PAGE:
Originally signed by the New York Yankees in 2001, Garcia shifted across town in the Armando Benitez trade of 2003. The Mets liked Garcia a lot and decided to protect him on their 40-man roster. When room needed to be cleared for the addition of Ricky Ledee down the stretch in 2006, however, Garcia had to be designated for assignment. Once exposed to waivers, the Orioles pounced on the chance to claim Garcia and added him to their own 40-man roster.
DOB: 03/23/81 Height: 6-2 Weight: 170 B/T: R/R
Anderson Garcia‘s age 25 season::
Garcia has yet to put it all together, but he sure is fun to watch. His fastball sits around 94 MPH but can fall between 90-97 MPH at times. He is able to generate groundballs because the pitch has good movement, though he is not always effective at keeping it low in the zone. His second pitch is a solid slider that has gained more consistent depth, even if he may not command it consistently. Garcia does throw a changeup, but he has trouble getting it below the mid-80's while still throwing it in a manner consistent with his other pitches. In fact, at least a few of the homeruns on his stat line are due to his continued efforts to work on his changeup, with minimal results. He doesn't necessarily need the changeup to be successful, but a lack of one may put more pressure on Garcia to harness the command of his other two pitches.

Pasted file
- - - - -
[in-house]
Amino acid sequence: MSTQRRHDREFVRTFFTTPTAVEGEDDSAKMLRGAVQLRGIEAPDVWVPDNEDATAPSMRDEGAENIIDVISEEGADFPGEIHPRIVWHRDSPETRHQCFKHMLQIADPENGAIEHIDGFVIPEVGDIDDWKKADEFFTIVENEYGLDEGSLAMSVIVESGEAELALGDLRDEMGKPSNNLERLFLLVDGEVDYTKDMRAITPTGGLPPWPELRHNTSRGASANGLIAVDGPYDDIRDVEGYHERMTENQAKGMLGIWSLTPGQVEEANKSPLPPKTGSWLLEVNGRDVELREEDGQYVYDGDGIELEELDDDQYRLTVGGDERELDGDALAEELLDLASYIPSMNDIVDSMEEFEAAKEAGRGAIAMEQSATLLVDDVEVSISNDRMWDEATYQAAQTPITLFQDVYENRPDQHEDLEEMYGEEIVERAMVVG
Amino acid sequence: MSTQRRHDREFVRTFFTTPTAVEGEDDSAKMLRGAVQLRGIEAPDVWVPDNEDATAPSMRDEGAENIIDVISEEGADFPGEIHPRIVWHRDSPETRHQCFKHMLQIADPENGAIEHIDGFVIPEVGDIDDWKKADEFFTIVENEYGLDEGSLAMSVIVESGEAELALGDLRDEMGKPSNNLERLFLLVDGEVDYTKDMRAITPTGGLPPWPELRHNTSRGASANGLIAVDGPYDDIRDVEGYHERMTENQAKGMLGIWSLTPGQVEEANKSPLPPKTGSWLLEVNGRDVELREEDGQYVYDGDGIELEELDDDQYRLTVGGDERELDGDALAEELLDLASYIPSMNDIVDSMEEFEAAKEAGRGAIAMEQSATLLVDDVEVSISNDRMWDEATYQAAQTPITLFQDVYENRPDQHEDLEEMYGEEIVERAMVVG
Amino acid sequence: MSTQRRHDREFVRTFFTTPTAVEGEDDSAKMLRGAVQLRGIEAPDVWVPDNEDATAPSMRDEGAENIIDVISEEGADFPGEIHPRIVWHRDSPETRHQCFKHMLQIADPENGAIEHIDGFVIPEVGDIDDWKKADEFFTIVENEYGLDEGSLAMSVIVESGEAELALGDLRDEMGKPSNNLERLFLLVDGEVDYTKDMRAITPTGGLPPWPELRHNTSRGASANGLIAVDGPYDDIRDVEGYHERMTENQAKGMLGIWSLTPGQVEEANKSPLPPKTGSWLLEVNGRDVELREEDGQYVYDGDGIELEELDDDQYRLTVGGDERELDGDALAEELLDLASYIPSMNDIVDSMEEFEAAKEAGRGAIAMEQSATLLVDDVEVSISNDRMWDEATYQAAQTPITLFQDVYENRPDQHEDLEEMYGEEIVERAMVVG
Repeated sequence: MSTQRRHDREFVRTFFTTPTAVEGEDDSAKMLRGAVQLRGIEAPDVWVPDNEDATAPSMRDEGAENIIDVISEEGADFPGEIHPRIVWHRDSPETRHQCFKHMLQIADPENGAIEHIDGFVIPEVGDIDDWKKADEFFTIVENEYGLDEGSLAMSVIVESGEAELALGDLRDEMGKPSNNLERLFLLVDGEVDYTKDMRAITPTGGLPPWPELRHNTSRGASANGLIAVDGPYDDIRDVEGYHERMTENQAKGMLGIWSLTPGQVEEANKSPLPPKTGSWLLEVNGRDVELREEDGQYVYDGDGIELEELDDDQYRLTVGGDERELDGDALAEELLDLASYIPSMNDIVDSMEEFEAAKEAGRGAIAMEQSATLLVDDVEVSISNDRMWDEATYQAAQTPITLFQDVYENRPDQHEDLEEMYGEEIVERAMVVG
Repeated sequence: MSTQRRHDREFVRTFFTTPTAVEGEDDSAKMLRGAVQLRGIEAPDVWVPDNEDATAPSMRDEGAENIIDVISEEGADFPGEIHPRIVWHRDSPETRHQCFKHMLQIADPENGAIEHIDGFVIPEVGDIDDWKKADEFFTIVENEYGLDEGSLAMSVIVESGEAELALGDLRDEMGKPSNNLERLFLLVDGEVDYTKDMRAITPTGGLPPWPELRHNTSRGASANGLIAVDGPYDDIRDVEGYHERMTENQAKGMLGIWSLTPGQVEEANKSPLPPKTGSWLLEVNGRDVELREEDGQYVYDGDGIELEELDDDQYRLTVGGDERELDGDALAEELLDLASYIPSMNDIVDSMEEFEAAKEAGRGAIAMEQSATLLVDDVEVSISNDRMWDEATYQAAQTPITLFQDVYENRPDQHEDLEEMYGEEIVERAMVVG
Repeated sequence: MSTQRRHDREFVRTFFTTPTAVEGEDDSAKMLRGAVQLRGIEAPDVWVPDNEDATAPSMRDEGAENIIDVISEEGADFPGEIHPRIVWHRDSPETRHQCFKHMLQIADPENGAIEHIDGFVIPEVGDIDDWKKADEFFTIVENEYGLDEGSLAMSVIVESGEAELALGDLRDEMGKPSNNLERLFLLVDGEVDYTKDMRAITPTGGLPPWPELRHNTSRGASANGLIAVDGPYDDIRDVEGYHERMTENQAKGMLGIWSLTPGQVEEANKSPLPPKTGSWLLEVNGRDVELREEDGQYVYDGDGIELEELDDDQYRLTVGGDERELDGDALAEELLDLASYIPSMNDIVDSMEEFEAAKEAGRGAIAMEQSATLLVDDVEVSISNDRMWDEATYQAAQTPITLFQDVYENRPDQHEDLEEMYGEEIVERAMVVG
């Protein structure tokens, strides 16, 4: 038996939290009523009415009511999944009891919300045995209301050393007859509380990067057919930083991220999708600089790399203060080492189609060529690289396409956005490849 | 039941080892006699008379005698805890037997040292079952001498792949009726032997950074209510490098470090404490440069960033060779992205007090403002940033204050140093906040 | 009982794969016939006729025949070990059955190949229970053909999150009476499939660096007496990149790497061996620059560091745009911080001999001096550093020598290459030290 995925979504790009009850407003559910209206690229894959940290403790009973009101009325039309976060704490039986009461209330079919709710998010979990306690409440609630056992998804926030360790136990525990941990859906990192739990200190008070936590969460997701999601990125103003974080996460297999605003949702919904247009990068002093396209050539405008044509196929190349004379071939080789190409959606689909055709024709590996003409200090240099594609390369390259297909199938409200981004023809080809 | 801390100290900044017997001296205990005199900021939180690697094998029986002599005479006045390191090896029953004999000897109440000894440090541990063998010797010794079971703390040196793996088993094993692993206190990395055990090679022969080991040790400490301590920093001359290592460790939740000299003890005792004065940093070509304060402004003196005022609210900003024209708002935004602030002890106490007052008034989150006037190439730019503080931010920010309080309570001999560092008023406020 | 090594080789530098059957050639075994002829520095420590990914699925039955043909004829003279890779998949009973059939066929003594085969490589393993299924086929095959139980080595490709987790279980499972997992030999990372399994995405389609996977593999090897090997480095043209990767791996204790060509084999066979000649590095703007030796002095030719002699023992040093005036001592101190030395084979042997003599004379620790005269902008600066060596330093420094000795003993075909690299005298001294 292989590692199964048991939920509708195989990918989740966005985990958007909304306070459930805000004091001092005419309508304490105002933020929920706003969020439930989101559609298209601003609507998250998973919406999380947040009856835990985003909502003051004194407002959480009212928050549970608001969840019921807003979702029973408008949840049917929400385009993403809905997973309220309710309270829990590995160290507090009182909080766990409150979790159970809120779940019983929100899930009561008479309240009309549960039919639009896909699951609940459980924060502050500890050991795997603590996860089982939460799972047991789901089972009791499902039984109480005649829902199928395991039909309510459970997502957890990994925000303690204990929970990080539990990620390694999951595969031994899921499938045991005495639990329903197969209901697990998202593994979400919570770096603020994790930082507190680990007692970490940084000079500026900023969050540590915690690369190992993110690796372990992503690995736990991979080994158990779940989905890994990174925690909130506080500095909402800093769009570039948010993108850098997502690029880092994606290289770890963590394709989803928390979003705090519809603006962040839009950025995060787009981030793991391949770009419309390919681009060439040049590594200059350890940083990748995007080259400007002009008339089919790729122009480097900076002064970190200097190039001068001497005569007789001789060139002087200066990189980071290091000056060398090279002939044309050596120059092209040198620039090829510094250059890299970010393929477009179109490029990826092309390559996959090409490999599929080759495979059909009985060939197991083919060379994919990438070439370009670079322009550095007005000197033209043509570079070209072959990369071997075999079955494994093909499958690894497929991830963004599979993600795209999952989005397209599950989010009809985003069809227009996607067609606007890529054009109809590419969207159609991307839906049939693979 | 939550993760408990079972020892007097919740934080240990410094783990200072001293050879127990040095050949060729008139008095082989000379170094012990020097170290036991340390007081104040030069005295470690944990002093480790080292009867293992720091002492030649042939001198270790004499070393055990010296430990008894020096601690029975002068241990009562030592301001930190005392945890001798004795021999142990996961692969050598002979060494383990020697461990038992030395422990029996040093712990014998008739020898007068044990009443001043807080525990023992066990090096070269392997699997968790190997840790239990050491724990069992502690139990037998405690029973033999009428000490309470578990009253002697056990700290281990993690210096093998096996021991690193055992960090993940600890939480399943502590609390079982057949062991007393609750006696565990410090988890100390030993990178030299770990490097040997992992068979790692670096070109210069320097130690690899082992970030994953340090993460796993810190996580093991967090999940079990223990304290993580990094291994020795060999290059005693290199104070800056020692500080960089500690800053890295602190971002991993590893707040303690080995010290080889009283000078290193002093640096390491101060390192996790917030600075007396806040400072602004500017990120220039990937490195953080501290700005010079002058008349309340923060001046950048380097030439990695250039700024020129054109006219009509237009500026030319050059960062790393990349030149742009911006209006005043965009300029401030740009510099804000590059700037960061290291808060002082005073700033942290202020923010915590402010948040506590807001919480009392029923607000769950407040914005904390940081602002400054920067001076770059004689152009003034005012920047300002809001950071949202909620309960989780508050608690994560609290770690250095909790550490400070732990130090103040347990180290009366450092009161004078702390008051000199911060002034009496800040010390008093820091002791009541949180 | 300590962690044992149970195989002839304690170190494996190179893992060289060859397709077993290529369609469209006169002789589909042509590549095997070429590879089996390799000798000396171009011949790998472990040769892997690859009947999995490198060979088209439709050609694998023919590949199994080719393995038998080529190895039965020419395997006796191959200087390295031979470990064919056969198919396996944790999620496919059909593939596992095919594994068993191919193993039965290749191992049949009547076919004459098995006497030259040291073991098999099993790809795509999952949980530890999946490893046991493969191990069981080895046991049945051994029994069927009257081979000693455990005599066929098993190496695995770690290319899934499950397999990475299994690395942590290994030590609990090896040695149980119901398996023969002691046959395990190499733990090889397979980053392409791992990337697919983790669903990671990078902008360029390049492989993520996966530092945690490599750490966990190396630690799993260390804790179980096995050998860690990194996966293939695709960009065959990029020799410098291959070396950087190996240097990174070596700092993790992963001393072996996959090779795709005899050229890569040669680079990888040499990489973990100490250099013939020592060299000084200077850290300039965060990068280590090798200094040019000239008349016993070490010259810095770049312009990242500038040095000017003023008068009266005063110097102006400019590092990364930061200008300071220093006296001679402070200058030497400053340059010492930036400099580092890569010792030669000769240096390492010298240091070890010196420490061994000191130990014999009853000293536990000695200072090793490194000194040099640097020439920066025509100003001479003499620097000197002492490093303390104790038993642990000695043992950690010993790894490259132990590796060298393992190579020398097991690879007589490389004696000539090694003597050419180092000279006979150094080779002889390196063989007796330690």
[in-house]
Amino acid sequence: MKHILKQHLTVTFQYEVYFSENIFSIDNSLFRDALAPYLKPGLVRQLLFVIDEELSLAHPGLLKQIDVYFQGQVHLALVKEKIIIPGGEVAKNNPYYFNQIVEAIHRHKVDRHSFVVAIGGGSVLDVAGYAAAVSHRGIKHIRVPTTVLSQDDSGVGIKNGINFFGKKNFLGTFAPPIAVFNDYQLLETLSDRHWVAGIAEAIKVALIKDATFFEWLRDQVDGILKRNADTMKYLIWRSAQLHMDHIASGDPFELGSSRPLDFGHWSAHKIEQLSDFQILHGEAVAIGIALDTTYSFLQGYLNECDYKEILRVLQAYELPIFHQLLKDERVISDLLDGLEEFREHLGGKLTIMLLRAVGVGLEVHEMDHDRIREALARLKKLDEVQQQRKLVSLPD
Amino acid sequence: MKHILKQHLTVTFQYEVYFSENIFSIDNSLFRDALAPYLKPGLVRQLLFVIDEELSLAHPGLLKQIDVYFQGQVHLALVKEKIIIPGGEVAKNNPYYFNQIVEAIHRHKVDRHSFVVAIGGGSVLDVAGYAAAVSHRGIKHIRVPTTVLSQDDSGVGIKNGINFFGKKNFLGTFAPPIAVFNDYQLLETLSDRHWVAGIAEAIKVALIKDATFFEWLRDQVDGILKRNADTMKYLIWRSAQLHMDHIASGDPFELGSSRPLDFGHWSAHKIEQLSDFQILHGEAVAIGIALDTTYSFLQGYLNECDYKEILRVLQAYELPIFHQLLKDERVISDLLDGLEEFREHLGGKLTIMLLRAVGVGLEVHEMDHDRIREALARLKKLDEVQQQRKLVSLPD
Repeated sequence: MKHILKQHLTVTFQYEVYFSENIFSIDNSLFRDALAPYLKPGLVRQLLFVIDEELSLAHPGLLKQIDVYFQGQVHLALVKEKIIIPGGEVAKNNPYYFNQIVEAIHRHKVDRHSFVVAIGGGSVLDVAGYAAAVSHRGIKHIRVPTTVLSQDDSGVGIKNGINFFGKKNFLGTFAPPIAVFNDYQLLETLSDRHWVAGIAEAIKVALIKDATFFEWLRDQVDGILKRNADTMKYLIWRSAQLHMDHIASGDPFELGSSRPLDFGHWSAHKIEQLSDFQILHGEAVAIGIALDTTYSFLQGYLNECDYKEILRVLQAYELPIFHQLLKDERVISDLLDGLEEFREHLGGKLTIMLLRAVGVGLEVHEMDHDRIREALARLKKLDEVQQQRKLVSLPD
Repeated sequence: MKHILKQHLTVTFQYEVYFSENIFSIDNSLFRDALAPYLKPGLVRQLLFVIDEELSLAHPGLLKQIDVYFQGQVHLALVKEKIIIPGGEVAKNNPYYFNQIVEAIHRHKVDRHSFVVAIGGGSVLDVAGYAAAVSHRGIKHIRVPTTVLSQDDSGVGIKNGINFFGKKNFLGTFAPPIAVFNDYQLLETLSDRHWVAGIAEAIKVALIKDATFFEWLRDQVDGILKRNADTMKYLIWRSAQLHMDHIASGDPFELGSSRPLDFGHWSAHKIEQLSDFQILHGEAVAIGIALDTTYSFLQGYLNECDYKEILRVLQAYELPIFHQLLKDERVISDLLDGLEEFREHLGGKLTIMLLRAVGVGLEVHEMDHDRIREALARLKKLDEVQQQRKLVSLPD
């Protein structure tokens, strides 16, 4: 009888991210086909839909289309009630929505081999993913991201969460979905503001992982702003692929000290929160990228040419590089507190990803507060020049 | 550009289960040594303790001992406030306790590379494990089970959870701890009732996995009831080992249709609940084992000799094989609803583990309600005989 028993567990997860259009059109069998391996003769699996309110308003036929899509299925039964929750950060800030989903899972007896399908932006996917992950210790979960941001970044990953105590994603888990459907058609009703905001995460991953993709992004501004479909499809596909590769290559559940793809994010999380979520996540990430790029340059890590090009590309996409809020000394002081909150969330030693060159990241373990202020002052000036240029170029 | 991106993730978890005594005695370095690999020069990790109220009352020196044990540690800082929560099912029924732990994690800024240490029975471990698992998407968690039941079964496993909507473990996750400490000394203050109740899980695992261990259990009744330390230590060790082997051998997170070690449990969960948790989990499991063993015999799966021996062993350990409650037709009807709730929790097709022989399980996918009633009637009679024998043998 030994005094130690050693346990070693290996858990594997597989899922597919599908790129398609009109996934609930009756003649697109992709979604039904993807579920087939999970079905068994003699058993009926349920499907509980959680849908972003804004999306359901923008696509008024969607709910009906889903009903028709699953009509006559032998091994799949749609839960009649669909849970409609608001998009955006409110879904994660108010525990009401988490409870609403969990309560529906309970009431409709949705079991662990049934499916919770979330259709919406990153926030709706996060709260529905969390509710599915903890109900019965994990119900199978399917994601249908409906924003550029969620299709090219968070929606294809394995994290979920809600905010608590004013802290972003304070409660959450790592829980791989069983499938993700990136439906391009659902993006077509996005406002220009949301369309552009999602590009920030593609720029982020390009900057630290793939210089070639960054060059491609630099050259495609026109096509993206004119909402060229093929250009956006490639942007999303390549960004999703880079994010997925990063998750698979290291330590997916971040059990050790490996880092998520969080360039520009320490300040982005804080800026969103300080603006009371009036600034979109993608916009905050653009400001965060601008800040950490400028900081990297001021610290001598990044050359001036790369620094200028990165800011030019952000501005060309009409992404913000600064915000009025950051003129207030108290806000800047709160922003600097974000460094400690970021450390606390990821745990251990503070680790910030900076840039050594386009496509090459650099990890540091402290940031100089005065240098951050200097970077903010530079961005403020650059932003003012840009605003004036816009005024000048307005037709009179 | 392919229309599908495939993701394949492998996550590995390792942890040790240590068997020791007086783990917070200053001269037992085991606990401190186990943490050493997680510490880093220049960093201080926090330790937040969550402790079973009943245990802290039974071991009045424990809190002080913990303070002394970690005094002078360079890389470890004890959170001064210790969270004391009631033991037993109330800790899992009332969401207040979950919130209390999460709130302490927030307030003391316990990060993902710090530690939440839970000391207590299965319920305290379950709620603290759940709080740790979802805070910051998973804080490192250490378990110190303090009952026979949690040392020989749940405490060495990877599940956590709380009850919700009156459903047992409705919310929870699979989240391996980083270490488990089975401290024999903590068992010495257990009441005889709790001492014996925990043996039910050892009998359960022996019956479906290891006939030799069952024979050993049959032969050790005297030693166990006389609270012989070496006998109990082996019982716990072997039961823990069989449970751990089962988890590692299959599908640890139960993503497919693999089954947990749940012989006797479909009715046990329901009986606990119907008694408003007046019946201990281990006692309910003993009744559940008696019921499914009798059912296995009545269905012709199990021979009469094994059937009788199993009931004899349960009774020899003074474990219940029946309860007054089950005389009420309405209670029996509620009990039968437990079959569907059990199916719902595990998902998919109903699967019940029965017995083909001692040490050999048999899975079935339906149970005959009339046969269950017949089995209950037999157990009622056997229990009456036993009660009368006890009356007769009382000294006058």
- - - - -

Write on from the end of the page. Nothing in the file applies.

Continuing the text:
Garcia is actually equally effective against righties and lefties. Opponents have never hit for much of an average or for much power against him, but Garcia's spotty command results in lots of free passes. His total 2006 GO/AO ratio of 1.29 is above-average and he generates plenty of weak infield pop-ups as well.
The Orioles have a full 40-man roster, so any more additions to the roster will result in someone being removed. If Garcia survives what promises to be a busy off-season, he'll stand a very outside shot at a bullpen role with the Orioles. Otherwise, he'll head back to a team he became familiar with as a Mets farmhand, the Norfolk Tides. Ultimately, Garcia has the potential to be a high-leverage reliever that need not be protected from left-handers. Garcia's walks tend to come in bunches and gaining consistency will be the major hurdle in reaching his ceiling. And as evidenced by his underwhelming strikeout rate, in spite of his first-class stuff, Garcia has work to do on his command within the strike zone as well.
Michael Hollman is the Senior Writer for Inside The Warehouse and can be reached via email at Publisher@InsideTheWarehouse.com